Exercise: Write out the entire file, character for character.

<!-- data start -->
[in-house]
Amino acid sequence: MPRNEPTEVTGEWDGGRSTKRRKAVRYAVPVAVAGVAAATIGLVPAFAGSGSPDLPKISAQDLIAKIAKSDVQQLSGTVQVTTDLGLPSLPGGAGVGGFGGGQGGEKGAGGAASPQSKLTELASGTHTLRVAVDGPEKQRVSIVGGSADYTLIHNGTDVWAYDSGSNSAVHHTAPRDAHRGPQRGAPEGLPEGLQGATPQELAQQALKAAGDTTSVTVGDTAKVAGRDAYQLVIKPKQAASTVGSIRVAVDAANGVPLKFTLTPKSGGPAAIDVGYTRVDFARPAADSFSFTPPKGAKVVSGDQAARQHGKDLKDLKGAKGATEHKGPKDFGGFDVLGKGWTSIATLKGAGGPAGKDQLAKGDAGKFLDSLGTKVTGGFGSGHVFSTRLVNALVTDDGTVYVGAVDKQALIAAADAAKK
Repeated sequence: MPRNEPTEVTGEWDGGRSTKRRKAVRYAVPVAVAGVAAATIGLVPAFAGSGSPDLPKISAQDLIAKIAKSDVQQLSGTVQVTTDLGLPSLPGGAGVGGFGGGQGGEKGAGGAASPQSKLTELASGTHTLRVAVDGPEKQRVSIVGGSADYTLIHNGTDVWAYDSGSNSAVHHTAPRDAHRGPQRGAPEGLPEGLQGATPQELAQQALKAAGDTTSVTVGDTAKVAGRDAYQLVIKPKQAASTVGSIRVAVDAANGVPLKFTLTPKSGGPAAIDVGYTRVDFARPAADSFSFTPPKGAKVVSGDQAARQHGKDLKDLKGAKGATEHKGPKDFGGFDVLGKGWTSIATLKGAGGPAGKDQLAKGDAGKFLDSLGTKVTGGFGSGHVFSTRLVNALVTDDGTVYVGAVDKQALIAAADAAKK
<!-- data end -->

[in-house]
Amino acid sequence: MPRNEPTEVTGEWDGGRSTKRRKAVRYAVPVAVAGVAAATIGLVPAFAGSGSPDLPKISAQDLIAKIAKSDVQQLSGTVQVTTDLGLPSLPGGAGVGGFGGGQGGEKGAGGAASPQSKLTELASGTHTLRVAVDGPEKQRVSIVGGSADYTLIHNGTDVWAYDSGSNSAVHHTAPRDAHRGPQRGAPEGLPEGLQGATPQELAQQALKAAGDTTSVTVGDTAKVAGRDAYQLVIKPKQAASTVGSIRVAVDAANGVPLKFTLTPKSGGPAAIDVGYTRVDFARPAADSFSFTPPKGAKVVSGDQAARQHGKDLKDLKGAKGATEHKGPKDFGGFDVLGKGWTSIATLKGAGGPAGKDQLAKGDAGKFLDSLGTKVTGGFGSGHVFSTRLVNALVTDDGTVYVGAVDKQALIAAADAAKK
Repeated sequence: MPRNEPTEVTGEWDGGRSTKRRKAVRYAVPVAVAGVAAATIGLVPAFAGSGSPDLPKISAQDLIAKIAKSDVQQLSGTVQVTTDLGLPSLPGGAGVGGFGGGQGGEKGAGGAASPQSKLTELASGTHTLRVAVDGPEKQRVSIVGGSADYTLIHNGTDVWAYDSGSNSAVHHTAPRDAHRGPQRGAPEGLPEGLQGATPQELAQQALKAAGDTTSVTVGDTAKVAGRDAYQLVIKPKQAASTVGSIRVAVDAANGVPLKFTLTPKSGGPAAIDVGYTRVDFARPAADSFSFTPPKGAKVVSGDQAARQHGKDLKDLKGAKGATEHKGPKDFGGFDVLGKGWTSIATLKGAGGPAGKDQLAKGDAGKFLDSLGTKVTGGFGSGHVFSTRLVNALVTDDGTVYVGAVDKQALIAAADAAKK